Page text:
Riley, a 2001 Sutherlin graduate, played American Legion baseball for Doc Stewarts of Roseburg. He played two seasons at Lane Community College, first as an outfielder and then as a catcher, helping the Titans to the 2003 Southern Division title and being selected for the NWAACC sophomore all-star game.
Riley then played two seasons as the starting catcher for Division II Saint Martin’s University in Lacey, Wash., where he graduated in 2005 with a degree in social studies. He went on to earn a masters degree at Western Oregon University, serving as Western’s outfield coach and hitting instructor during the 2007 season.
That fall, Riley returned to Sutherlin High School as a social studies teacher and assistant baseball coach, and was named head baseball coach in 2009. In six seasons as head coach (55-95), Riley has developed a Sutherlin summer program through the Oregon Junior Baseball Association that produced a Division II state title in 2010. During his tenure, Sutherlin has built a clubhouse for baseball players and is completing an indoor hitting facility.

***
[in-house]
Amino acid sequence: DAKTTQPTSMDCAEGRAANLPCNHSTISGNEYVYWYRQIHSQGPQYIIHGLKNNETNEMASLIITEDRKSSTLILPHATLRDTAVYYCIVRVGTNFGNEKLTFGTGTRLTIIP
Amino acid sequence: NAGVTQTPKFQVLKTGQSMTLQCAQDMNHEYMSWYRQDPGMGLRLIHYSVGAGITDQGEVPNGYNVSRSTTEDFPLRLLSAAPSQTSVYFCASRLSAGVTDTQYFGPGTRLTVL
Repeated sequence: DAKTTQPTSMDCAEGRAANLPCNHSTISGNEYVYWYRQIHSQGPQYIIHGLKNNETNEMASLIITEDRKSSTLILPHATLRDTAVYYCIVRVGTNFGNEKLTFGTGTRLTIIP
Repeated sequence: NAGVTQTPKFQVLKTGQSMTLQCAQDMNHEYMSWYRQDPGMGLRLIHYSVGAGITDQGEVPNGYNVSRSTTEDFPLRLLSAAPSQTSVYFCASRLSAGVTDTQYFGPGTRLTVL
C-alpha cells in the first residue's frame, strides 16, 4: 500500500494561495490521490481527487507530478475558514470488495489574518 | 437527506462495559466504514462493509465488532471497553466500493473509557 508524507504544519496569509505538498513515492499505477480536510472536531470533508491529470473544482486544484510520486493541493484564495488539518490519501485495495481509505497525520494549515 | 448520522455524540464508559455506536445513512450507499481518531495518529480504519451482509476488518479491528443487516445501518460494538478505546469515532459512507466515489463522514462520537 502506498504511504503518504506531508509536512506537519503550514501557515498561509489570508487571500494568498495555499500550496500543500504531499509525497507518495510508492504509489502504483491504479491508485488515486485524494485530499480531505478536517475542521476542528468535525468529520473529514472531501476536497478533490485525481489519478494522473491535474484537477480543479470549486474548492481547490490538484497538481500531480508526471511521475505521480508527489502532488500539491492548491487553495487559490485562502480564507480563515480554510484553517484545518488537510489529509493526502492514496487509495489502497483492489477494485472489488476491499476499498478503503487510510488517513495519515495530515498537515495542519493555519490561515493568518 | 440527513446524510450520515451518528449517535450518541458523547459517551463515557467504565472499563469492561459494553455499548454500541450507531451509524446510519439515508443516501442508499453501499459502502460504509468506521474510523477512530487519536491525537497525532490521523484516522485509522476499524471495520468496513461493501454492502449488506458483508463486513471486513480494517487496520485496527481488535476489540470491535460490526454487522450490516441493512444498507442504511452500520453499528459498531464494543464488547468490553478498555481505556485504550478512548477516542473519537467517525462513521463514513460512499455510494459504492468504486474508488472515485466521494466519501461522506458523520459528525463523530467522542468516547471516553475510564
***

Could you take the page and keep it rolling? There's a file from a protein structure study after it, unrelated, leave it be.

Riley said he believes his continuing experience as a high school teacher and coach will be helpful as he leads the Challengers.
“I think that’s an advantage, to know what kids deal with day in and day out and what their concerns are and what their struggles are,” Riley said. “And to know the high school coaches throughout the area and their programs — those guys are my competition in the spring, so I get a feel for what other programs are doing. I feel that I will have a good understanding of the kids when they come in, and a good feel for what their baseball knowledge is and where we need to go to make it grow from there.”
Riley said one of the main challenges facing baseball coaches at every level is to keep players involved as participants in what is a very difficult sport.